Following the loss of radio contact with Tiangong-1 in 2016 and due to the low orbital height, it is now inevitable that the Chinese space station will...

Im Focus: Alliance „OLED Licht Forum“ – Key partner for OLED lighting solutions

Fraunhofer Institute for Organic Electronics, Electron Beam and Plasma Technology FEP, provider of research and development services for OLED lighting solutions, announces the founding of the “OLED Licht Forum” and presents latest OLED design and lighting solutions during light+building, from March 18th – 23rd, 2018 in Frankfurt a.M./Germany, at booth no. F91 in Hall 4.0.

They are united in their passion for OLED (organic light emitting diodes) lighting with all of its unique facets and application possibilities. Thus experts in...

Im Focus: Mars' oceans formed early, possibly aided by massive volcanic eruptions

Oceans formed before Tharsis and evolved together, shaping climate history of Mars

A new scenario seeking to explain how Mars' putative oceans came and went over the last 4 billion years implies that the oceans formed several hundred million...

Im Focus: Tiny implants for cells are functional in vivo

For the first time, an interdisciplinary team from the University of Basel has succeeded in integrating artificial organelles into the cells of live zebrafish embryos. This innovative approach using artificial organelles as cellular implants offers new potential in treating a range of diseases, as the authors report in an article published in Nature Communications.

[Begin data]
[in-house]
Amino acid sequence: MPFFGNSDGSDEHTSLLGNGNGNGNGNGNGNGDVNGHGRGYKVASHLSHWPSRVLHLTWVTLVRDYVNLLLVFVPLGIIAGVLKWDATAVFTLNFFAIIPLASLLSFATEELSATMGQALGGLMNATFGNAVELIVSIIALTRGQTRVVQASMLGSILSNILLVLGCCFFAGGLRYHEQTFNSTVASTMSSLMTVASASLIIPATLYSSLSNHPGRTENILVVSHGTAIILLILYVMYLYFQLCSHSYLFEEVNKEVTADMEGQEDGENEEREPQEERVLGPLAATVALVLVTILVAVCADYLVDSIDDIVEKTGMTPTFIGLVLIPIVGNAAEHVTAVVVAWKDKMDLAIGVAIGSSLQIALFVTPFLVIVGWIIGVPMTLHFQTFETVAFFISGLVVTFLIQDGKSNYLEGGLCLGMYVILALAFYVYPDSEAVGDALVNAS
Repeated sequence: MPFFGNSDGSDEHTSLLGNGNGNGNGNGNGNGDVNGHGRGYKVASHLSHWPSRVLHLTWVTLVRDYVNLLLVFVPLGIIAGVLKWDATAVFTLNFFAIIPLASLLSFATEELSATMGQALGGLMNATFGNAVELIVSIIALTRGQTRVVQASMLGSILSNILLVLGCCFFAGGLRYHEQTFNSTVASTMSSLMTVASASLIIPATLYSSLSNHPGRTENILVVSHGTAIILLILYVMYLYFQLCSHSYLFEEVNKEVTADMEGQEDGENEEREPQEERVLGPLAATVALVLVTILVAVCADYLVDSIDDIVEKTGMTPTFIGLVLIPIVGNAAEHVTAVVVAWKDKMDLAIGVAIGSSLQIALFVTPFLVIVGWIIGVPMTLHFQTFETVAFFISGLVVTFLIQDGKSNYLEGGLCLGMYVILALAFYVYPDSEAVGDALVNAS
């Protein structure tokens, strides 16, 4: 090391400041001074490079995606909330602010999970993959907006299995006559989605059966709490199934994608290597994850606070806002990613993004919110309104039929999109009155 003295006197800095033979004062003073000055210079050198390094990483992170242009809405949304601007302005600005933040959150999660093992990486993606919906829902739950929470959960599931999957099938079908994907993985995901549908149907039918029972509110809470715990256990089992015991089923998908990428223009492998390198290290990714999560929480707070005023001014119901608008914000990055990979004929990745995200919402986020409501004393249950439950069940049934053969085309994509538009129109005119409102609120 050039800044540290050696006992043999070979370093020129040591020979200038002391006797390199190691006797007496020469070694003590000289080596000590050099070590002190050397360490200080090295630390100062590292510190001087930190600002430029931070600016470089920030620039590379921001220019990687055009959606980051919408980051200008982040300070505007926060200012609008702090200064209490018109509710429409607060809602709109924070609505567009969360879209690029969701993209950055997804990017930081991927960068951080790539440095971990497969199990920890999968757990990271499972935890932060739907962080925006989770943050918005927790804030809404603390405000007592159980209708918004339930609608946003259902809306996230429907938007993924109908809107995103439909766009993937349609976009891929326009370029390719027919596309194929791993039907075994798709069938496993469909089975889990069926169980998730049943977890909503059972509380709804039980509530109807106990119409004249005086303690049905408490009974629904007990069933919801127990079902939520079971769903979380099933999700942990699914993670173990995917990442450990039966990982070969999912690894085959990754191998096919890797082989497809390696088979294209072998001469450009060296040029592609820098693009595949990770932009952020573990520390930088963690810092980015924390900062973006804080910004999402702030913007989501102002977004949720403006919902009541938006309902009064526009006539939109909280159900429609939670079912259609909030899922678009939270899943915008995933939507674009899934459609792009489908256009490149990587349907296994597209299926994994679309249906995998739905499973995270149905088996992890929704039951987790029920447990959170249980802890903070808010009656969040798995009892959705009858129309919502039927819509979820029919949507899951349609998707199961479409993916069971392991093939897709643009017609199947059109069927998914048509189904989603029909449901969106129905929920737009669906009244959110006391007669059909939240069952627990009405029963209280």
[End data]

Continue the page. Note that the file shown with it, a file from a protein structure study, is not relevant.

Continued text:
In the cells of higher organisms, organelles such as the nucleus or mitochondria perform a range of complex functions necessary for life. In the networks of...

All Focus news of the innovation-report >>>



Industry & Economy
Event News

Virtual reality conference comes to Reutlingen

19.03.2018 | Event News

Ultrafast Wireless and Chip Design at the DATE Conference in Dresden

16.03.2018 | Event News

International Tinnitus Conference of the Tinnitus Research Initiative in Regensburg

13.03.2018 | Event News

Latest News

Modular safety concept increases flexibility in plant conversion

22.03.2018 | Trade Fair News

New interactive map shows climate change everywhere in world

22.03.2018 | Earth Sciences

New technologies and computing power to help strengthen population data

22.03.2018 | Earth Sciences

Science & Research
Overview of more VideoLinks >>>